6. Discovery of the Heliopause

Image by NASA

The heliosphere – described by NASA as a giant bubble around the sun and its planets, is formed by a constant flow of charged particles called SolarWinds. This magnetized bubble of hot plasma eventually encounters the charged particles and magnetic field in the interstellar gas, which creates the boundary between our solar system and interstellar space called the heliopause.

This “bubble” acts as a shield to protect the planets from galactic cosmic radiation and has a crucial effect on the formation, evolution, and destiny of planetary systems. (NASA)

The study of the heliosphere and heliopause help us understand important ideas, such as “how solar wind behaves near the earth; what causes and sustains magnetic and electric fields around other planets; how the heliosphere interacts with the interstellar medium; what do the boundaries of the heliosphere look like; what is the origin and evolution of the solar wind and interstellar cosmic rays; and what contributes to the habitability of exoplanets.” (NASA)

Direct evidence for the heliopause was retrieved by Voyager 1 and 2 nearly 15 years after they left home. Generally, the radio signals we would receive from such charged particles from the Sun are of frequencies so low that they can’t be detected from Earth. However, in May and June of 1992, the Sun experienced a period of intense solar activity, such that when it arrived at the heliopause, it interacted so violently with the interstellar plasma that it produced radio signals we could detect. (JPL)

7. First Photo of a Black Hole

What we first have to understand is in theory how impossible this feat is made out to be. Black holes are an existence where nothing, not even light can escape. And without light, what hope is there of seeing anything from a photo?

But humanity did it. A team formed to take on this challenge by creating a network of telescopes known as the Event Horizon Telescopes (EHT). They set out to capture an image of a black hole through the use of a technique known as Very Long Baseline Interferometry (VLBI).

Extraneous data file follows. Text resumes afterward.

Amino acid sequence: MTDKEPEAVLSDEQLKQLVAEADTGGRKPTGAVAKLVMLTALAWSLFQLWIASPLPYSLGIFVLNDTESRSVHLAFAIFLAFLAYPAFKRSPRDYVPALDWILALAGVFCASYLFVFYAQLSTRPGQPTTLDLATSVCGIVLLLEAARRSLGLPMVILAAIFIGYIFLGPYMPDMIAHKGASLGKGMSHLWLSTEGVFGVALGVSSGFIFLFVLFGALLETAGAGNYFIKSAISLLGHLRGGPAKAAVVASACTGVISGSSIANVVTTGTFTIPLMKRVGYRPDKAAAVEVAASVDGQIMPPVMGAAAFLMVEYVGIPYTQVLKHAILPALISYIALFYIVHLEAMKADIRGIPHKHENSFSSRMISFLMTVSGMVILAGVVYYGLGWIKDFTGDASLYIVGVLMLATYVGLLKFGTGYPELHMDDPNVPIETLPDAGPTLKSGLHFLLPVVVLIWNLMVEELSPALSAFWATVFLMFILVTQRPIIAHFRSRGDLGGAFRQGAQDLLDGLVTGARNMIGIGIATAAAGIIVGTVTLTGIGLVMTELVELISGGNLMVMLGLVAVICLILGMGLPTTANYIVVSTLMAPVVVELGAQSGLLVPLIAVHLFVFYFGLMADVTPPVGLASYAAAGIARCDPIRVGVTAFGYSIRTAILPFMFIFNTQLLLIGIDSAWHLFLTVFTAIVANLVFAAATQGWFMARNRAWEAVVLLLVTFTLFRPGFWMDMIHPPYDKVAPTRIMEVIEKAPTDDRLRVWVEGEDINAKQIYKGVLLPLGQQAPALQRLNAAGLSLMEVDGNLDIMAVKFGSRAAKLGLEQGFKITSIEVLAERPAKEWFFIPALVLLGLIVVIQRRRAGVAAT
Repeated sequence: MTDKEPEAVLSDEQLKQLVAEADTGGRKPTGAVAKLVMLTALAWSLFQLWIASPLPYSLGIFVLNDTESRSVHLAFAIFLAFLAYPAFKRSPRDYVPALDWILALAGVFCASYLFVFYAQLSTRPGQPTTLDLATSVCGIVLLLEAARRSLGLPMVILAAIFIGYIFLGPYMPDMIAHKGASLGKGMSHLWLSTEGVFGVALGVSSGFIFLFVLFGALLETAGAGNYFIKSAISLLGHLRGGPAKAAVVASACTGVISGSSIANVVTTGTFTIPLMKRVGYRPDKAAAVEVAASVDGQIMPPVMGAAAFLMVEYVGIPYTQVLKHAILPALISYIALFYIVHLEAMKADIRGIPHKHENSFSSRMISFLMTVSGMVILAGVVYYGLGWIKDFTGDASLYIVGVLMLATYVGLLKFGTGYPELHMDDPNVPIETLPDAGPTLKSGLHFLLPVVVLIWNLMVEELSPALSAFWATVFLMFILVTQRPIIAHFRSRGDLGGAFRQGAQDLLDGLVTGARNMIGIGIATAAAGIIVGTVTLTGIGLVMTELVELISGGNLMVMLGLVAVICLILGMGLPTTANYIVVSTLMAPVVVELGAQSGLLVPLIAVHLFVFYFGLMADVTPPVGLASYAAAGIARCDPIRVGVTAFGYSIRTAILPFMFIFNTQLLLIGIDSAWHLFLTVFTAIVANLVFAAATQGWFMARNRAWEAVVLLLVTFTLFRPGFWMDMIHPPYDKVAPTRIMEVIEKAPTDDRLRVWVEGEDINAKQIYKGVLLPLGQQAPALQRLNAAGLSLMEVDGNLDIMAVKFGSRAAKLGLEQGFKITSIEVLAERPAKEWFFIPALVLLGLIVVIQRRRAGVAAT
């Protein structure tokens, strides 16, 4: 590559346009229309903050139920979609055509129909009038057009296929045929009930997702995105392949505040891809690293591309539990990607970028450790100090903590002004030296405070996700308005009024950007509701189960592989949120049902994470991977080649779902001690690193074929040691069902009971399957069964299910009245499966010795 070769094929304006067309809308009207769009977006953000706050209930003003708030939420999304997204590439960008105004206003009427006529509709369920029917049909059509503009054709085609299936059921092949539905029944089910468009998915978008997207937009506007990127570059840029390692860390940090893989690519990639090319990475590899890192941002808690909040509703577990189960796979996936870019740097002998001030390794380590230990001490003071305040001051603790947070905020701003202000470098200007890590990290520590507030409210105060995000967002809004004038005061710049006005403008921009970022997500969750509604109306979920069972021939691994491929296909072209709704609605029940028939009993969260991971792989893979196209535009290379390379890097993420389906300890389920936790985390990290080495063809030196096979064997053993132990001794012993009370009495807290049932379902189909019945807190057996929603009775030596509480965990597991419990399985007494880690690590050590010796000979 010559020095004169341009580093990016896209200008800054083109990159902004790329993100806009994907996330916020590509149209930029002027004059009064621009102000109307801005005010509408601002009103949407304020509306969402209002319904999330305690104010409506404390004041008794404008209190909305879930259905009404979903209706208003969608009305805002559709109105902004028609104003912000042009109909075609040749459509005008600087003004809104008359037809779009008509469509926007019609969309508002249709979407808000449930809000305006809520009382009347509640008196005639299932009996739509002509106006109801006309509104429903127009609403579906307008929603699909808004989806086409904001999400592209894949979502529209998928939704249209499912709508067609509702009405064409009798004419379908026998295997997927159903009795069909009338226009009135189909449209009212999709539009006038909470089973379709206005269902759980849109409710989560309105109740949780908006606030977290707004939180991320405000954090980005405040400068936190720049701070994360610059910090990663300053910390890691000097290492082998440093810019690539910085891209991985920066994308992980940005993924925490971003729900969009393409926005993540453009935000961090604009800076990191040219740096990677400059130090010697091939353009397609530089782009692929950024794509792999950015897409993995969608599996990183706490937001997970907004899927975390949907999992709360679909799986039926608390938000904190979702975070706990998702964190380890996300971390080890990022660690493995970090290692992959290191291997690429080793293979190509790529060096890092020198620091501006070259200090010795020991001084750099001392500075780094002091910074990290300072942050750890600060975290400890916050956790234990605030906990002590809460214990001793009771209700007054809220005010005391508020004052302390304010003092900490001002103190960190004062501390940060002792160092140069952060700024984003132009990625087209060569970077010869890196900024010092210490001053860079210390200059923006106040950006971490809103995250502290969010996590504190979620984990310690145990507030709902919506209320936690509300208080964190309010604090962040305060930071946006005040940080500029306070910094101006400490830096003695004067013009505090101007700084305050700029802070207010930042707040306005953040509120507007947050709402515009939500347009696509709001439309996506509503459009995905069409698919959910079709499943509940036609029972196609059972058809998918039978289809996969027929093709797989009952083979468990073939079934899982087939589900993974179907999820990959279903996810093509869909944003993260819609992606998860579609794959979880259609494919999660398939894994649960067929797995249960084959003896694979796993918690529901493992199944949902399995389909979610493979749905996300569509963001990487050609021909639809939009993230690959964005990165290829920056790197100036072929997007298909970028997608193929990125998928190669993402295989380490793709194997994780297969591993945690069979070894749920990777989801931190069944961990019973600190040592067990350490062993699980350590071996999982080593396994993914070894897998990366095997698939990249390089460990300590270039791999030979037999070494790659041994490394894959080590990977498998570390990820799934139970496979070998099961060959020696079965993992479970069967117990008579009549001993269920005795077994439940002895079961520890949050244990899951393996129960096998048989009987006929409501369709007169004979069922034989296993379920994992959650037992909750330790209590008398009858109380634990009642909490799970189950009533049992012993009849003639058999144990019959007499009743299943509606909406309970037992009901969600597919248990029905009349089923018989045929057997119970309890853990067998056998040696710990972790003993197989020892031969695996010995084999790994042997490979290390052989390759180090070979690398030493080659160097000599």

Image by Event Horizon Telescope Collaboration et al.

The image of the supermassive black hole Messier 87 (M87) was captured by photographing its shadow cast against a bright backdrop, which was created by the hot disk of materials that encircles the black hole and shines bright.

This technique synchronized telescopes all around the world to focus on the same object at the same time to act as a giant virtual telescope. The farther apart these telescopes are, the greater their aperture, and the greater their ability to gather light to produce a higher resolution. Two of the EHT stations were stationed at the South Pole and Spain, which created an aperture that was nearly the same diameter as Earth! The result of such distance was a degree of precision 4000x better at resolving objects than the Hubble Space Telescope.

The data from observation offered us insight into not only physics but allowed us to test Einstein’s theory of general relativity for black holes and other regions of dense matter. We were also able to study the formation and behavior of black hole structures, as well as mechanisms at which black holes emit enormous jets of particles that travel at near light-speeds. (JPL)

8. Stars Orbiting the Milky Way Black Hole

In the film ‘Interstellar’, the planets Cooper (Matthew McConaughey) visited were all in orbit of the black hole “Gargantua”. This proximity to the black hole caused extreme time dilation, where one hour equated to seven years on Earth.

We might think of this to be science fiction, but in reality, there exist a supermassive black hole known as “Sagittarius A” lurking in the central region of the Milky Way Galaxy, with almost 30 confirmed stars in orbit.

Discovered by the ESO (European Organization for Astronomical Research in the Southern Hemisphere) after a 26-year-long observation campaign, the orbits of these stars were found to precisely match the motion predicted by general relativity. This strengthened the evidence that “Sagittarius A must be a supermassive black hole that’s 4 million times the mass of the sun.” (Space)